by Randolph T. Holhut
AR Chief of Correspondents
November 8, 2012
THE REAL VICTOR IN THE 2012 ELECTION? MATH
DUMMERSTON, Vt. -- In the end, it was the math.
The trends that gave President Barack Obama his second term in the White House were there for all to see.
Those demographic trends are borne out in CNN's exit polls.
Obama won 55 percent of the 30-39 vote, and 60 percent of the 18-30 vote. While Mitt Romney got 50 percent of the 40-49 vote, and 51 percent of the 40-64 vote, Obama was close behind at 48 and 47 percent, respectively.
By race and gender, Romney took 61 percent of the white male vote, and 55 percent of the white female vote. Obama received 36 and 43 percent in both categories, respectively.
But Obama won 88 percent of the black male vote, 96 percent of the black female vote, 63 percent of Hispanic males, 75 percent of Hispanic females, and 67 percent of all other ethnic categories.
And these figures mirror the voting patterns of 2008. His entire margin of victory that year came from younger voters who were more educated, less religious, more racially diverse, and generally more socially and economically liberal than the average Republican voter.
As many reputable pollsters and political scientists have been saying for months, the Republican Party is facing demographic extinction. It is shrinking to a core that is white, over age 50, mostly male, mostly evangelical Christian, and mostly lives in rural areas of the former Confederacy and the Plains states.
That's the math. And all the screaming by conservatives about "skewed" polling can't change the reality that the algorithmic approach to crunching polling numbers as epitomized by Nate Silver, famed and often hated for his "FiveThirtyEight" column in the New York Times, works.
As Esquire magazine's culture blogger Stephen Marche put it, "Math wins."
The numbers on Silver's FiveThirtyEight blog that we've seen over the past few weeks became the election results because, Marche wrote, "his opponents spoke from the gut. And like everyone who has ever played poker seriously knows, when the math disagrees with your gut, it's because your gut is wrong."
And that's why Glenn Beck, George Will, Dick Morris, Ed Morrissey, Larry Kudlow, Newt Gingrich, and Michael Barone all predicted Mitt Romney would get 310 electoral votes, rather than a hundred less, as he actually recieved. That's why Karl Rove was sputtering on Fox News Channel all night. They went with their gut against the numbers. They lost.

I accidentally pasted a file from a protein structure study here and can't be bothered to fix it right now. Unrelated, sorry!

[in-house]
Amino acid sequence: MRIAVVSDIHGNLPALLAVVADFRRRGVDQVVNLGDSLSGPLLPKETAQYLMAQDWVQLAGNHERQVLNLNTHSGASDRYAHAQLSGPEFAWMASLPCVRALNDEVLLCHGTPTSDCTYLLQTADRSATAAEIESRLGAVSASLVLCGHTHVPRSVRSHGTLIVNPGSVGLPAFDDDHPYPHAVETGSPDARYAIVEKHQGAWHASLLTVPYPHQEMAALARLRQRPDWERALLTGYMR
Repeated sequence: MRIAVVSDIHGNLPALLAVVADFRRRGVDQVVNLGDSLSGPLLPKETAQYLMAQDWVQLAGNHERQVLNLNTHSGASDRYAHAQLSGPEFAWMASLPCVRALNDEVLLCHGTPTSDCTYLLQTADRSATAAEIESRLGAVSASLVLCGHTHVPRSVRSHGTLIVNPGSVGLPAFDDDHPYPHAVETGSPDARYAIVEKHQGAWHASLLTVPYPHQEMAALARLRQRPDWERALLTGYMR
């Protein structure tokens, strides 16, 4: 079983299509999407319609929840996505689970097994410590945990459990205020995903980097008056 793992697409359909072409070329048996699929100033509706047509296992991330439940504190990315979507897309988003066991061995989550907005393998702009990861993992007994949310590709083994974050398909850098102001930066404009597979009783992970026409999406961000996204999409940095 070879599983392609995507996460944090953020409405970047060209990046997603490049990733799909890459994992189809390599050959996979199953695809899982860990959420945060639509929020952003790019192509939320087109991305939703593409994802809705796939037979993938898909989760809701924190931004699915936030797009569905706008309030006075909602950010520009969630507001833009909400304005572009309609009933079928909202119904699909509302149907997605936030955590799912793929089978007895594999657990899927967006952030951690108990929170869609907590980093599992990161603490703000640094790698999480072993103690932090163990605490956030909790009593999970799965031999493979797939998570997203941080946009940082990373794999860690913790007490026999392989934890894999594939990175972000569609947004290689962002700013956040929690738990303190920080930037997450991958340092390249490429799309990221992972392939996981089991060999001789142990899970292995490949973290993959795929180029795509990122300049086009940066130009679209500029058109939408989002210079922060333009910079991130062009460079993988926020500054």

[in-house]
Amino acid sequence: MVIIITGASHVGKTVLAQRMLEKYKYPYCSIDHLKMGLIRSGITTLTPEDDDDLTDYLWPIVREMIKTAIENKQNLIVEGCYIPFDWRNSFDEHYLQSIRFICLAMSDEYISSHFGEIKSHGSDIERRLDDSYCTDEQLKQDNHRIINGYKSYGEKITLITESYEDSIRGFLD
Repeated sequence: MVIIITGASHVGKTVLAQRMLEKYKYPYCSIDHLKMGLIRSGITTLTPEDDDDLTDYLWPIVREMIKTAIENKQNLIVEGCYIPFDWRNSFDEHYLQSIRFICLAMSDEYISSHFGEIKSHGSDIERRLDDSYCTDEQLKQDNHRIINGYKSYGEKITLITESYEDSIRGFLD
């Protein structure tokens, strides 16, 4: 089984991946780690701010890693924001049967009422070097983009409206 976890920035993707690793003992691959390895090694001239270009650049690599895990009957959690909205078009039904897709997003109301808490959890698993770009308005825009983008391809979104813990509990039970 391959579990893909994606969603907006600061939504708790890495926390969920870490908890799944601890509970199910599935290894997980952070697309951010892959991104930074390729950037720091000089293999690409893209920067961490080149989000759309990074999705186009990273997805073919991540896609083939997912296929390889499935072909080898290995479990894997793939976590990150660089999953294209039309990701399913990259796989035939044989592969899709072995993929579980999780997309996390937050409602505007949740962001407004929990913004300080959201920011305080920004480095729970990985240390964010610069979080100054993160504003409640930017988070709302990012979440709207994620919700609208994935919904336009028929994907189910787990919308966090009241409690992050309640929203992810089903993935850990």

The Republicans who did pay attention to the math tried their best to suppress the votes of the young and the non-white. They lost, too.
More than $2 billion was spent on the presidential elections. Corporate PACs and billionaires paid to carpet-bomb the airwaves with negative advertising. Instead, we have a U.S. Senate with Elizabeth Warren, Claire McCaskill and Tammy Baldwin, and four more years of Obama.
I may be giving too much credit to the numbers, because in the end, the people power that elected Obama in 2008 kept him in the White House in 2012. The Democratic ground game was superb, and overcame any advantages in money that the Republicans had.
There will be time to lay out the plans for President Obama's second term in the coming weeks (hint: climate change, the economy, getting out of Afghanistan), but for now, I'm willing to savor this victory for the reality-based community.
Chief of AR Correspondents Randolph T. Holhut has been a journalist in New England for more than 30 years. He is a graduate of the JFK School of Government at Harvard and has twice won the Vermont Press Assn.'s highest award for editorial writing. He also edited "The George Seldes Reader" (Barricade Books). Reach him at firstname.lastname@example.org.